I would still contend that many MMOs are released before they’re ready (though what constitutes “ready” can be pretty hotly debated too), and that this sours not only their launch but the mood of the receiving community in general — in the case of this discussion, notably bloggers; I’m not going near forums like FoH and its ilk. As gamers we need to learn to be a little less hype-embracing, even though the nature of hype is that is increases admiration and decreases critical evaluation — if we stay a little more sober, we may be a little less disillusioned when games turn out to be just games rather than the second coming of the entertainment revolution.

  3. Personally I think it was a fairly good year, from an MMO player’s perspective – and of course from my own perspective.

    1) More games adopted or changed to different payment models than the traditional (at least in the Western hemisphere) subscription-based model. More options and variety is a good thing.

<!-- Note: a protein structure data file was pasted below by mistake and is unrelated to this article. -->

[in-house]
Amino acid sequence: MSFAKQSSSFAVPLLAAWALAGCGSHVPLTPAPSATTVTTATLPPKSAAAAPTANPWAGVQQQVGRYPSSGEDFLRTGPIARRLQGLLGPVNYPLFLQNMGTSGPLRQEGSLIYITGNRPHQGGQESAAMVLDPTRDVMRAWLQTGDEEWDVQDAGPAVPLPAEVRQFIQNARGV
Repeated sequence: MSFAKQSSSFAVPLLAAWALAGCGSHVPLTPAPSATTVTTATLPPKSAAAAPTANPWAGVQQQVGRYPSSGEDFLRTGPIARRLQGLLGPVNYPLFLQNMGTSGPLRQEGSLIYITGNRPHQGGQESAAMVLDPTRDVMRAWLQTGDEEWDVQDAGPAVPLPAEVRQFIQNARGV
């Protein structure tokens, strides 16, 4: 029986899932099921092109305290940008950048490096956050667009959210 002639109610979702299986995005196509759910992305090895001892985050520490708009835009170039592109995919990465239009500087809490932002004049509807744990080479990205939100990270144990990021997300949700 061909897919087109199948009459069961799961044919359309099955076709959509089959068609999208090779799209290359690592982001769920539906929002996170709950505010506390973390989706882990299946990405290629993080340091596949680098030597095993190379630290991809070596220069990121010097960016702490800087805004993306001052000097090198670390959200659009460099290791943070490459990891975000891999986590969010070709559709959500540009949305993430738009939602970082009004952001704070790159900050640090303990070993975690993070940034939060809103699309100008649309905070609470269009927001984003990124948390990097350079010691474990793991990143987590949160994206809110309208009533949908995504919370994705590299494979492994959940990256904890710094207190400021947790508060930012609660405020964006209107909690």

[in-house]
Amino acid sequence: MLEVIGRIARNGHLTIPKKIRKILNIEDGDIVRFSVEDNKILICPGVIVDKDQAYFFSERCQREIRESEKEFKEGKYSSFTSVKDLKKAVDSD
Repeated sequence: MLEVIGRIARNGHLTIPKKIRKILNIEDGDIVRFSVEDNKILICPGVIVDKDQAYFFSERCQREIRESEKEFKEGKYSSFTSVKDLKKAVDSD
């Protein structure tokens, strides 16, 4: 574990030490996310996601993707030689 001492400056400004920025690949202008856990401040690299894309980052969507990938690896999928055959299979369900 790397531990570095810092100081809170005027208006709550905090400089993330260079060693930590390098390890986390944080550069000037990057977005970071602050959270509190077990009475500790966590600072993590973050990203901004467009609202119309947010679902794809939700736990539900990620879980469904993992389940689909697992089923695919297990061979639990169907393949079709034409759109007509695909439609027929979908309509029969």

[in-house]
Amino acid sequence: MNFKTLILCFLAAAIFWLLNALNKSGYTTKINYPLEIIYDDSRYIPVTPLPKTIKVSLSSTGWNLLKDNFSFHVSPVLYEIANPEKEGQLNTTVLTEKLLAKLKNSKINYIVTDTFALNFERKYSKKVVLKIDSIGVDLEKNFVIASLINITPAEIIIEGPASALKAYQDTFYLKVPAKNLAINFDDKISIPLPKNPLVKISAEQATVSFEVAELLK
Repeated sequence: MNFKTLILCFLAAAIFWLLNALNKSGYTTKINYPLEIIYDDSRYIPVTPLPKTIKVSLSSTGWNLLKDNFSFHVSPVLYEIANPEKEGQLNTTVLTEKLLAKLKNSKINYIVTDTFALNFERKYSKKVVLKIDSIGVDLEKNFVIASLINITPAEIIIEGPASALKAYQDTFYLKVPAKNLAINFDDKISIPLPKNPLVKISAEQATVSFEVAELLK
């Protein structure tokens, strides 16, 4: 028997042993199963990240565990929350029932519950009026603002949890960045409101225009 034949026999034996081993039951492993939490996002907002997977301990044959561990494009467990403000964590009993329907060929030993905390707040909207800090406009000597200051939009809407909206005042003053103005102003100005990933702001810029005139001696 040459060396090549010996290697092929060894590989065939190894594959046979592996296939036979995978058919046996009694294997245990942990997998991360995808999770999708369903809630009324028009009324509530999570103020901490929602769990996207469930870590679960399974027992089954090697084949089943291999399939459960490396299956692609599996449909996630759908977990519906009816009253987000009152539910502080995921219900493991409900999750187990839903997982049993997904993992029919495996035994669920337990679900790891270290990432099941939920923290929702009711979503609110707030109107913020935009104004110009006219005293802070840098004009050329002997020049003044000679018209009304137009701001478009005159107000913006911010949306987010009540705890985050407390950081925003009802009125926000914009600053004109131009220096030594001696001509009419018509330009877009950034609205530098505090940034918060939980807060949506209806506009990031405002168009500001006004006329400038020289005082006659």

2) More non-fantasy MMOs being released. Not as many as I would have hoped for, but among the Western-originated titles there are at least Champions Online and Fallen Earth. And both are nice games I think.

    3) Some interesting/bold steps in refreshing and changing the existing games. For me Mission Architect in particular comes to mind – an interesting stab at easy-to-used player-created content. Did it take the world by storm? No. But I think it is a fine example of developers trying to push forward and just not repeat the same old features again.

    I have probably tried and played more different MMOs or sort-of-MMOs this year than any year before. I did not like all of these games, but I certainly do not regret trying out all of the games I tried either.

    1. Same here Sente,

      I’ve enjoyed the looks and time I got with Fallen Earth, Alganon, EVE, and Champions Online all outside my norm, and all of which brought new things in. Hopefully the coming year will be just as good.